Peta Buscombe, Baroness Buscombe

From Wikipedia, the free encyclopedia
Jump to: navigation, search

Peta Jane Buscombe, Baroness Buscombe (née O'Flynn,[1] born 12 March 1954) is an English barrister, regulator and politician. She is a Conservative member of the House of Lords. Lady Buscombe was Chairwoman of the Press Complaints Commission from April 2009[2] until 16 October 2011.[3] She has served as Chief Executive of the Advertising Association.

She was educated at Rosebery Grammar School, Epsom, and the Inns of Court School of Law. She was called to the Bar at the Inner Temple in 1977 and worked as a Legal Advisor for the Dairy Trade Federation from 1979 to 1980. She then worked for Barclays Bank International and Barclays Bank plc until 1984, after which she was Assistant Secretary for the Institute of Practitioners in Advertising until 1987.

She stood as the Conservative candidate in Slough at the 1997 General Election.

She is a Director of Three Valleys Water and was formerly joint managing partner of Buscombe and Fiala, an International Art Business, and Legal Counsel for Barclays Bank.

On 23 July 1998 she was created a Life peer as Baroness Buscombe, of Goring in the County of Oxfordshire.[4] She has been a Conservative front bench spokesman in the House of Lords on several briefs including Trade and Industry, Social Security, Legal Affairs, Cabinet Office Affairs, Home Office and Culture, Media and Sport.

Her voting record has been summarised from Public Whip.[5] She has voted moderately against introducing ID cards, more EU integration, a stricter asylum system and the hunting ban. She has voted against equal gay rights. She has voted a mixture of for and against laws to stop climate change. She voted moderately for greater autonomy for schools. She has never voted on allowing ministers to intervene in inquests.

Under her leadership the Press Complaints Commission came under criticism for a perception that it was ineffective in investigating the phone hacking scandal at the News of the World. The editor of one national newspaper was quoted as saying "it was never given the power or the teeth to do anything. When it takes testimony from newspapers it is very limited. News International ran rings around John Yates, one of the most senior policemen in the country, so it was easy to run rings around Baroness Buscombe."[6] She announced her resignation as PCC chair after phone-hacking lawyer Mark Lewis called for it following criticism of its handling of the phone hacking scandal at the News of the World.[7] In November 2010, the Commission formally apologised and paid an undisclosed sum in libel damages for misleading remarks made by her about lawyer Mark Lewis.[8]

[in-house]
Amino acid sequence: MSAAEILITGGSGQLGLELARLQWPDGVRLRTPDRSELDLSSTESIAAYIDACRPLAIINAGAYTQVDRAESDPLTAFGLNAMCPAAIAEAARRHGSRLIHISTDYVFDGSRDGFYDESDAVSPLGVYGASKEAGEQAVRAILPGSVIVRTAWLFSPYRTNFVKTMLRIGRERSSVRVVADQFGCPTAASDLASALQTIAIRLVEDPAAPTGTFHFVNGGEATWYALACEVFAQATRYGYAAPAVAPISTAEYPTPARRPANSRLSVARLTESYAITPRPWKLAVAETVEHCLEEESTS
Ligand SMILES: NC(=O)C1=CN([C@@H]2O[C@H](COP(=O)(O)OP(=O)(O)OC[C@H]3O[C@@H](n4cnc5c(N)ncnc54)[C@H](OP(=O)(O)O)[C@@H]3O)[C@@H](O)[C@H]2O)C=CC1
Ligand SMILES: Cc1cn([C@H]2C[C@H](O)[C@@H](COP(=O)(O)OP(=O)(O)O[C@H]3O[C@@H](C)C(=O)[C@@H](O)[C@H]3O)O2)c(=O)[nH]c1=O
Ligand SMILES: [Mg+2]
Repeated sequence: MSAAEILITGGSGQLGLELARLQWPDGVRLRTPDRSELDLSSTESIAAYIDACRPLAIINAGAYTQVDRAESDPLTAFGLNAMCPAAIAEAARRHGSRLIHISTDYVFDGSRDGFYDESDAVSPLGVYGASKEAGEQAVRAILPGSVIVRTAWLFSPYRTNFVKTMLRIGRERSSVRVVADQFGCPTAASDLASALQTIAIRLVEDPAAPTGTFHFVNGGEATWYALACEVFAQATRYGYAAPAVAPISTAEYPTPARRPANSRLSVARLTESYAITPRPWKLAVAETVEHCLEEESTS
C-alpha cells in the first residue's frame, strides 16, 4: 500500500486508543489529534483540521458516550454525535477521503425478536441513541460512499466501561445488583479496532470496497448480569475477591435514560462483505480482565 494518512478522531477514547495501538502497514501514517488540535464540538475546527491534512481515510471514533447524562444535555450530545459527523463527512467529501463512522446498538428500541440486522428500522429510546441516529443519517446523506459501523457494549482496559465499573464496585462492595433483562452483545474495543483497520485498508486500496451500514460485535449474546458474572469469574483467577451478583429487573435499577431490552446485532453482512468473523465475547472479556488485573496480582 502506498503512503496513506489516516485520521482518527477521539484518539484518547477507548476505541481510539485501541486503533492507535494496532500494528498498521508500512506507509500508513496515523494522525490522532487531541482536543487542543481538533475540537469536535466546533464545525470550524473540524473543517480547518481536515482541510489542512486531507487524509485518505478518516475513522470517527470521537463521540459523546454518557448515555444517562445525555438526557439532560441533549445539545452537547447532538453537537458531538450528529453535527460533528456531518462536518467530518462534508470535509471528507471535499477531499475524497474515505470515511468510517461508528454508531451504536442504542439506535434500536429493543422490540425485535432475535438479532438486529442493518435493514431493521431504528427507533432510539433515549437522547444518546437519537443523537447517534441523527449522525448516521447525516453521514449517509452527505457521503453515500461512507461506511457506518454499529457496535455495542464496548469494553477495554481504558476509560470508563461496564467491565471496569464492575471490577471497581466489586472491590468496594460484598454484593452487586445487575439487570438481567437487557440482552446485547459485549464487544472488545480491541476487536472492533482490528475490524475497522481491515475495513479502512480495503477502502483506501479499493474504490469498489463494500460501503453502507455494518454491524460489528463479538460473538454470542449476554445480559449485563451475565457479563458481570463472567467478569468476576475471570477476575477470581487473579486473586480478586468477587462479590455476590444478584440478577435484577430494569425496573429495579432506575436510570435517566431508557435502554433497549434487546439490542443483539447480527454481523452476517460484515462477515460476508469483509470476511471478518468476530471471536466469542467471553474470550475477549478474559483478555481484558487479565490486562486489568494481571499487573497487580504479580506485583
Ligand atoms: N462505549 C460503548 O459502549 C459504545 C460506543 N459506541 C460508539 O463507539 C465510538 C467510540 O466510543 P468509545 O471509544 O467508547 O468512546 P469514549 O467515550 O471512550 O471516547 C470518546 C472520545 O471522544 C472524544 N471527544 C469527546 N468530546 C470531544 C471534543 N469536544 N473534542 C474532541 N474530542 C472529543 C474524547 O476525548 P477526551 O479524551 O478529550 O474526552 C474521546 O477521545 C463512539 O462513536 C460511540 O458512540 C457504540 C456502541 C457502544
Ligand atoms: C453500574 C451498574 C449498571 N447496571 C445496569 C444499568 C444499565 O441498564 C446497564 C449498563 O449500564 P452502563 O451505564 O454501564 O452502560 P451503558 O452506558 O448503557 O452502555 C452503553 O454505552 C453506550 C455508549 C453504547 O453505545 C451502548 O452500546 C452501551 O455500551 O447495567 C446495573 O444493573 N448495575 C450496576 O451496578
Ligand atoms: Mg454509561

She married Philip John Buscombe in 1980.

See also[edit]


  1. ^ "Forthcoming Marriages", The Times, 21 March 1980
  2. ^ Bell, Matthew (22 November 2009). "The Tory peer who wants to convince us the PCC has teeth". The Independent (London). Retrieved 22 November 2009. 
  3. ^ Dan Sabbagh (13 October 2011). "Lord Hunt of Wirral named chairman of Press Complaints Commission". The Guardian. Retrieved 13 October 2011. 
  4. ^ The London Gazette: no. 55210. p. 8287. 30 July 1998.
  5. ^
  6. ^ Lisa O'Carroll, "The future of regulation after the PCC", The Guardian, 14 July 2011 [1]
  7. ^ Sweney, Mark (29 July 2011). "PCC confirms Baroness Buscombe is to step down". The Guardian. Retrieved 29 July 2011. 
  8. ^ Nick Davies, "PCC chairman faces resignation call following high court apology", The Guardian, 25 November 2010. [2]

External links[edit]

Media offices
Preceded by
Christopher Meyer
Chair of the Press Complaints Commission
Succeeded by
David Hunt